One other place I made some time to visit was St. John’s Wood, a high-end residential area in the city’s northwest. The churchyard adjacent to the St. John’s Church that gave the area its name was also an agreeable place to visit on a sunny morning (as depicted in the picture to the left). The High Street in St. John’s Wood has a well-kept, prosperous feel to it (as depicted in the picture below). However, I wanted to visit the area for other reasons. The first was to see Lord’s Cricket Ground, which is located across the street from the church. The second, more important reason was the line in the Rolling Stones’ song, “Playing with Fire” (which was the B-side on the 45 rpm version of the Rolling Stones’ 1965 hit “The Last Time”). The lyrics to the song go like this: “Your mother she’s an heiress, owns a block in St. John’s Wood/And your father’d be there with her, if he only could/But don’t play with me, ’cause you’re playing with fire.” Given the suggestion in the song’s lyrics, I was not surprised to find that there actually are quite a few very high-end houses in the area, particularly on Avenue Road. Wikipedia reports that “in 2013, the price of housing in St John’s Wood reached exceptional levels. Avenue Road had more than 10 large mansions/villas for sale. The most expensive had an asking price of £65 million, with the cheapest at £15 million. The remainder were around £25 million.” St. John’s Wood is also the home of the Abbey Road recording studio the Beatles made famous in their 1969 album. It was difficult to get a picture zebra-striped crossing without a group of people in the cross-walk trying the recreate the album cover.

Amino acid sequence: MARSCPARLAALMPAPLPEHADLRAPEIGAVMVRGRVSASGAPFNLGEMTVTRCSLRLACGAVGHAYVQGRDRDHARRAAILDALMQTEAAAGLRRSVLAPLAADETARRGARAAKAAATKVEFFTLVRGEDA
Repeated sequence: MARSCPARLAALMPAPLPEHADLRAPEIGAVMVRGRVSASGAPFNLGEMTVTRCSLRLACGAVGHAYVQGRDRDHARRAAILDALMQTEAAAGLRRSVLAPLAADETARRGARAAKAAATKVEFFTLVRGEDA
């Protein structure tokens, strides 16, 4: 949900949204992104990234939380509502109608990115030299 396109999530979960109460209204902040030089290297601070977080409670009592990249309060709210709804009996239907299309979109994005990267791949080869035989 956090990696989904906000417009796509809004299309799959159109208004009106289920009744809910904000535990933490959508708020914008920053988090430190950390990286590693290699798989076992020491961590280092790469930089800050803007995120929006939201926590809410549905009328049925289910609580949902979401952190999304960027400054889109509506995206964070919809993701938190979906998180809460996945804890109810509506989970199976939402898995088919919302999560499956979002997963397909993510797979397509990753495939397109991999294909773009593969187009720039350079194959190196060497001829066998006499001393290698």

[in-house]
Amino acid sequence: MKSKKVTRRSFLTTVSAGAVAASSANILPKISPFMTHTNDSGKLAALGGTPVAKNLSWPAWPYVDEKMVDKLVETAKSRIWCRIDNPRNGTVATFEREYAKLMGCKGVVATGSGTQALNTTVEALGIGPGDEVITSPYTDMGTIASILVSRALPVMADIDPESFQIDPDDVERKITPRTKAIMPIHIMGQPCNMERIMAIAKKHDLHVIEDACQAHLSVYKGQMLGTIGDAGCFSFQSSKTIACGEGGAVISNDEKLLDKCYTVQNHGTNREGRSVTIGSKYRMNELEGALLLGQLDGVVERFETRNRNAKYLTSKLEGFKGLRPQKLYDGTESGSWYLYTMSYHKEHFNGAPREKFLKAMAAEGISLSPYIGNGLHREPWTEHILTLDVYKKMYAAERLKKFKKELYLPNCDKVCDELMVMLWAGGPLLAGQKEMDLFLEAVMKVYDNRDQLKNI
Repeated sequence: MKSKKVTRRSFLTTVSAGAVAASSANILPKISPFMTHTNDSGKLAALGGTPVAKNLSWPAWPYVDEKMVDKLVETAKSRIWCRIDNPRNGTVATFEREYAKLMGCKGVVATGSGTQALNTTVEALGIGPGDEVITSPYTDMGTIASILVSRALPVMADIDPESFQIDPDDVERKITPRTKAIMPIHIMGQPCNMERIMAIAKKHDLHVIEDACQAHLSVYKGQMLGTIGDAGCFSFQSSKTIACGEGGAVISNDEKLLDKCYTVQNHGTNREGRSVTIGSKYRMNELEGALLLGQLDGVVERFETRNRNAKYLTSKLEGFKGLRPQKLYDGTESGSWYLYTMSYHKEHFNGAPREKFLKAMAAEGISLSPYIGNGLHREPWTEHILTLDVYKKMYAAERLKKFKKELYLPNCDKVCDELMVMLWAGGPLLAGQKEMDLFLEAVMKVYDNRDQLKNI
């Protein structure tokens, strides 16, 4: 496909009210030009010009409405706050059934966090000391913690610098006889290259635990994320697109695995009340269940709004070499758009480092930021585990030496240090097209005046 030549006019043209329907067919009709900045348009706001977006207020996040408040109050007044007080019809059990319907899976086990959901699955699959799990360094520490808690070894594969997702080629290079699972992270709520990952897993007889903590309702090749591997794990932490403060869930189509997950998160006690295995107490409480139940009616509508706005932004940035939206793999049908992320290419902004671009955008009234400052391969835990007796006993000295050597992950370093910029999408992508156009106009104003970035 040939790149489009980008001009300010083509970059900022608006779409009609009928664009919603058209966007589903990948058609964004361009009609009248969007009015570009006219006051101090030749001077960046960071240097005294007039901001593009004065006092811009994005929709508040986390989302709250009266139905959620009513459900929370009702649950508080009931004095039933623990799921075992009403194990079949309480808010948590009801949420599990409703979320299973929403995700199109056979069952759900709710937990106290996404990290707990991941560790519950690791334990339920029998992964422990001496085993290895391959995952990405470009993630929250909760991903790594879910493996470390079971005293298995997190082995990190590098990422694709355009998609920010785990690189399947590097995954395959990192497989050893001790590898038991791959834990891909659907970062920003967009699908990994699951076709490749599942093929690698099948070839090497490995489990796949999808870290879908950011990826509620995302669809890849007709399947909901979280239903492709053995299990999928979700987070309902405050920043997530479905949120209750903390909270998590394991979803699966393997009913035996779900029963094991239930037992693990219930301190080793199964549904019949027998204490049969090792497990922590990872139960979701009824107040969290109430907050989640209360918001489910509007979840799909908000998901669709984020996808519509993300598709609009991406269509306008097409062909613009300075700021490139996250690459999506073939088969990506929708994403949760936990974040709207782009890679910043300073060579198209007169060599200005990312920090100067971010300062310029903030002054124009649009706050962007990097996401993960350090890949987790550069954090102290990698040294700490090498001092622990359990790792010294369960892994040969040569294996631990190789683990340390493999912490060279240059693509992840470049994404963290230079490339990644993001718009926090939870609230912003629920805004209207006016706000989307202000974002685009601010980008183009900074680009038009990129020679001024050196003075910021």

Between my meetings and my touring around, I managed to spend a fair amount of time during this visit on the Tube. There is nothing like the vacant time during a subway ride to allow your mind to wander and to contemplate things like, say, the interesting and odd assortment of place names in and around London. In the Underground with nothing else to distract, things occur to you, like, for instance, there probably once was a white chapel in what is now Whitechapel, and there were once black friars in what is now Blackfriars. But was there a ham in West Ham? Or, for that matter, East Ham? And what are we to suppose about the origins of such place names as Spitalfields, Cockfosters, Tooting Bec, Chigwell, Fairlop and Barking? And even without these mysteries to ponder, there are the other curious names – such as Shepherd’s Bush, Elephant and Castle, Mudchute, and Upminster? Then there are the odd re-occurrences of similar sounding names. Not only is there an Underground station named Cannon Street, but also there is a Canning Town stop and a Canons Park stop, and there is both an Edgware stop and an Edgeware Road stop (the two stations are on different lines and nowhere near each other), and both a Kennington stop and a Kensington stop (not to mention West Kensington, South Kensington, and Kensington High Street). There’s an Ealing Broadway, a Fulham Broadway and Tooting Broadway. Also Bethnel Green, Stepney Green, Golders Green, Parsons Green, Turnham Green — and Green Park.